Now available to Porsche customers.
To many, the Manthey Racing brand won’t sound all that familiar. The company’s obscurity might not come as a surprise, as it has largely let its on-track results do the talking. So what makes its latest variation on the GT3 RS so great?
It would be impossible to start without mentioning the brand’s record-setting GT2 RS, as the upgraded GT3 RS features very similar modifications. Like that turbocharged monster, the car receives a comprehensive upgrade in the aero department with a new front splitter, rear diffuser, rear wing, reinforced boot-lid, and flaps on the front fascia. While the standard car has an aggressive aero kit already, Manthey has taken it to another level.
For the uninitiated, the company was founded by Olaf Manthey in 1996. While its main focus is on developing Porsche racing cars, the organisation carries the same ethos to the German automaker’s road-legal vehicles. Out on the track, they seem to possess the Green Hell’s Rosetta stone, with six victories at the 24 Hours of Nürburgring. Thanks in part to those wins, the company is the most successful Porsche racing team worldwide.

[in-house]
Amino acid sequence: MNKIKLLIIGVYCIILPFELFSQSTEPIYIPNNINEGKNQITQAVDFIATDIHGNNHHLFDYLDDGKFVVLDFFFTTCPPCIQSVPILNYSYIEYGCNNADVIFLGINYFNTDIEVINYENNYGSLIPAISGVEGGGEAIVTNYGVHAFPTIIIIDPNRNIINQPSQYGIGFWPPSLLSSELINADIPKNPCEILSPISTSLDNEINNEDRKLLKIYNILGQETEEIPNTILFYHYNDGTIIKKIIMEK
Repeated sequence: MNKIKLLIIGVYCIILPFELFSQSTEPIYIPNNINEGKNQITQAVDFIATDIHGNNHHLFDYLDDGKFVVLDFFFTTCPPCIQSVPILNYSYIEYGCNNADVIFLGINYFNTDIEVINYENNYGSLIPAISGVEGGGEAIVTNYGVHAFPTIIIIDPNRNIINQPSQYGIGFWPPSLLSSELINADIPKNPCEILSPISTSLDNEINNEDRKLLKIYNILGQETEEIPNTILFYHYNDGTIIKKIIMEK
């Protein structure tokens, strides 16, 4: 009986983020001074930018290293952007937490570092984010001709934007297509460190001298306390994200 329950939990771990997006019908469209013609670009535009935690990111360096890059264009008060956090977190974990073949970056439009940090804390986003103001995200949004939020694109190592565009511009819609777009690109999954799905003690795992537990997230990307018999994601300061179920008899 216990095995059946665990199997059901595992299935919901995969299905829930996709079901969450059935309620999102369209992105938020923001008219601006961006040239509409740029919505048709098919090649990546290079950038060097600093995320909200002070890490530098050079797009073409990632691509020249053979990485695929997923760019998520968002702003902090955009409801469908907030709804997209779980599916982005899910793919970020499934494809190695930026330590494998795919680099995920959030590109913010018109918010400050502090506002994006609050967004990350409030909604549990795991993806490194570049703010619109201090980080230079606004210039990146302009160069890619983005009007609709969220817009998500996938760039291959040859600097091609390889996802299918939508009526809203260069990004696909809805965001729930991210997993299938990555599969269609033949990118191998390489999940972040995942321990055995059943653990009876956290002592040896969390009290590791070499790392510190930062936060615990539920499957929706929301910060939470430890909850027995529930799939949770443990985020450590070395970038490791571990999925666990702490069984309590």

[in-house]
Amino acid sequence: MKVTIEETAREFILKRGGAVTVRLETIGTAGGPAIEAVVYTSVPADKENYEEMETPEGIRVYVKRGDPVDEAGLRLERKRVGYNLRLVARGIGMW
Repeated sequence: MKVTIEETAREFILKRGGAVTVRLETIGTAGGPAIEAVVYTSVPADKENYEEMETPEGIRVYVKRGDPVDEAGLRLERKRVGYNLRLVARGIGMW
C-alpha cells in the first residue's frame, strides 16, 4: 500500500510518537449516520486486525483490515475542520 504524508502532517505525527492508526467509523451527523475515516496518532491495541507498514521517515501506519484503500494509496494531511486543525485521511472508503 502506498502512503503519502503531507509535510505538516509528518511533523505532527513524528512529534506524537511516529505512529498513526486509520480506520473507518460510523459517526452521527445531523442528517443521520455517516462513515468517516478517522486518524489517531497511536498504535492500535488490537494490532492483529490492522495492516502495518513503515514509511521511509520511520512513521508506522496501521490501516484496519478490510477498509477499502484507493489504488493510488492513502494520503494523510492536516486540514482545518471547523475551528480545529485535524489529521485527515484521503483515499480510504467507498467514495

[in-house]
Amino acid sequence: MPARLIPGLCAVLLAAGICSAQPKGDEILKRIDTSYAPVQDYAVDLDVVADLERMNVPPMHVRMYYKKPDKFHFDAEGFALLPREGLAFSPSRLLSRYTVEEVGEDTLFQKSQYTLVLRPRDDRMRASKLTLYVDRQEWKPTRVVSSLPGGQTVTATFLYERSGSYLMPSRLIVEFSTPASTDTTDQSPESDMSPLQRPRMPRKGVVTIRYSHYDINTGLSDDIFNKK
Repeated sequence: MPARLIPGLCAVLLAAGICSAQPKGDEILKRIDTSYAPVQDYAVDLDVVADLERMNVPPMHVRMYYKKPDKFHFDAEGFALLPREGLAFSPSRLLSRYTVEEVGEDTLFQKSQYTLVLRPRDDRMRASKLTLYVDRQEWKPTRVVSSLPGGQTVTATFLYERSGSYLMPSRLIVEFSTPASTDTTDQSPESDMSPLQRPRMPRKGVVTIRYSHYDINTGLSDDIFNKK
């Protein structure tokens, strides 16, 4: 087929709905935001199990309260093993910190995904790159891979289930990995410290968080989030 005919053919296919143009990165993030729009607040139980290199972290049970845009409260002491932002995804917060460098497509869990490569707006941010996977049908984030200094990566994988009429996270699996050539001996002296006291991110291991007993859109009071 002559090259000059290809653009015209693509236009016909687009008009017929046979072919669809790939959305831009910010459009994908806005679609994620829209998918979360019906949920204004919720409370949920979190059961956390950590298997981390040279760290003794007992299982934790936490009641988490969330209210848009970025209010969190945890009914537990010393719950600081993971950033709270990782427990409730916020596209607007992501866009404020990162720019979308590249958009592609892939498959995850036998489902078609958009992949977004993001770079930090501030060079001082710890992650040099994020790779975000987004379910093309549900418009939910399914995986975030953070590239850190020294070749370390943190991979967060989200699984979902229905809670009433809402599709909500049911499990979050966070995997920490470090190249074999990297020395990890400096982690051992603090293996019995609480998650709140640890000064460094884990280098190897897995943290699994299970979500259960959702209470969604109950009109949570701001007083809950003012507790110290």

While the aerodynamics department received a big upgrade from standard, the suspension setup on the MR GT3 RS is the ace up its sleeve. The car bears the same adjustable coilover suspension seen in the team’s Porsche GT3 R racecars. While adjustable suspension is nothing new, the racing-specification dampers mean that Manthey can apply its knowledge from the track.
While some of the modifications to the car sound complex, others are very simple. For instance, the brakes are fitted with new braided brake lines and MR spec pads. Also available are new magnesium wheels with optional carbon fibre aero discs for the rear set.
Manthey in action:
To offer some perspective, the previous GT2 RS the company modified was seven seconds a lap faster than the standard car around the Nürburgring Nordschleife. Porsche factory driver Kevin Estre has been seen in the GT3 RS MR giving taxi rides to fans around the Green Hell, but an official lap hasn’t been set.
As the company’s office and test centre reside next to the Nürburgring Nordschleife, we’d love to see them attempt to time the new car.